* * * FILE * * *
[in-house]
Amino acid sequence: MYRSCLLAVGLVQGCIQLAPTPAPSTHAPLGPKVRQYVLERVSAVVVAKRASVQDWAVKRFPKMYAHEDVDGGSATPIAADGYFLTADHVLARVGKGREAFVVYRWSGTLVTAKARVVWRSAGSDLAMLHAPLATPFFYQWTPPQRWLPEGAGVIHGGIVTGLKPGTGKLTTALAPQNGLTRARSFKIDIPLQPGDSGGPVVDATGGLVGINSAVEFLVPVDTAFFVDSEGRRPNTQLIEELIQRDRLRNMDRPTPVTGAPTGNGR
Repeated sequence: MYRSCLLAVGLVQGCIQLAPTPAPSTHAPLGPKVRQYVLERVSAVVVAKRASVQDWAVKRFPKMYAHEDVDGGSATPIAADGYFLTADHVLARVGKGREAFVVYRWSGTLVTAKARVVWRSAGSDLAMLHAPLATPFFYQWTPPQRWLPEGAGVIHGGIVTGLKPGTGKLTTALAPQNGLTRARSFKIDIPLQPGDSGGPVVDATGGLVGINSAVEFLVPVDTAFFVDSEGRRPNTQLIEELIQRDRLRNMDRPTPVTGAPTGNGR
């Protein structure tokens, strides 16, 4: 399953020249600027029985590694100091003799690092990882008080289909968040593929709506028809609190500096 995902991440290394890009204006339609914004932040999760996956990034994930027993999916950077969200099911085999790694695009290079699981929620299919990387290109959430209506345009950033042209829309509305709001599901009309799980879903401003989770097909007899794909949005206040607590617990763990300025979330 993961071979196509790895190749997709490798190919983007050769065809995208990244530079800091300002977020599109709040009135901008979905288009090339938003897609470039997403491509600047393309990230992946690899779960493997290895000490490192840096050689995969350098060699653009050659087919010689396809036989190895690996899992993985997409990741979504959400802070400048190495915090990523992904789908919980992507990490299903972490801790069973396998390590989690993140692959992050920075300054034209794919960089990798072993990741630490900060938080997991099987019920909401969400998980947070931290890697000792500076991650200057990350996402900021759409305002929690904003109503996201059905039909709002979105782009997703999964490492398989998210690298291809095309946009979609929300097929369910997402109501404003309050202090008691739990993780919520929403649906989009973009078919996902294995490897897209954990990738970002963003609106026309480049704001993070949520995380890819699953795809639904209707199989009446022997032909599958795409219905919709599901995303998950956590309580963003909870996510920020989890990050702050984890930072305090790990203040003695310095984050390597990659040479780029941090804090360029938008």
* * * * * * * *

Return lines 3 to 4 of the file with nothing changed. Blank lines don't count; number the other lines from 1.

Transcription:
Repeated sequence: MYRSCLLAVGLVQGCIQLAPTPAPSTHAPLGPKVRQYVLERVSAVVVAKRASVQDWAVKRFPKMYAHEDVDGGSATPIAADGYFLTADHVLARVGKGREAFVVYRWSGTLVTAKARVVWRSAGSDLAMLHAPLATPFFYQWTPPQRWLPEGAGVIHGGIVTGLKPGTGKLTTALAPQNGLTRARSFKIDIPLQPGDSGGPVVDATGGLVGINSAVEFLVPVDTAFFVDSEGRRPNTQLIEELIQRDRLRNMDRPTPVTGAPTGNGR
């Protein structure tokens, strides 16, 4: 399953020249600027029985590694100091003799690092990882008080289909968040593929709506028809609190500096 995902991440290394890009204006339609914004932040999760996956990034994930027993999916950077969200099911085999790694695009290079699981929620299919990387290109959430209506345009950033042209829309509305709001599901009309799980879903401003989770097909007899794909949005206040607590617990763990300025979330 993961071979196509790895190749997709490798190919983007050769065809995208990244530079800091300002977020599109709040009135901008979905288009090339938003897609470039997403491509600047393309990230992946690899779960493997290895000490490192840096050689995969350098060699653009050659087919010689396809036989190895690996899992993985997409990741979504959400802070400048190495915090990523992904789908919980992507990490299903972490801790069973396998390590989690993140692959992050920075300054034209794919960089990798072993990741630490900060938080997991099987019920909401969400998980947070931290890697000792500076991650200057990350996402900021759409305002929690904003109503996201059905039909709002979105782009997703999964490492398989998210690298291809095309946009979609929300097929369910997402109501404003309050202090008691739990993780919520929403649906989009973009078919996902294995490897897209954990990738970002963003609106026309480049704001993070949520995380890819699953795809639904209707199989009446022997032909599958795409219905919709599901995303998950956590309580963003909870996510920020989890990050702050984890930072305090790990203040003695310095984050390597990659040479780029941090804090360029938008």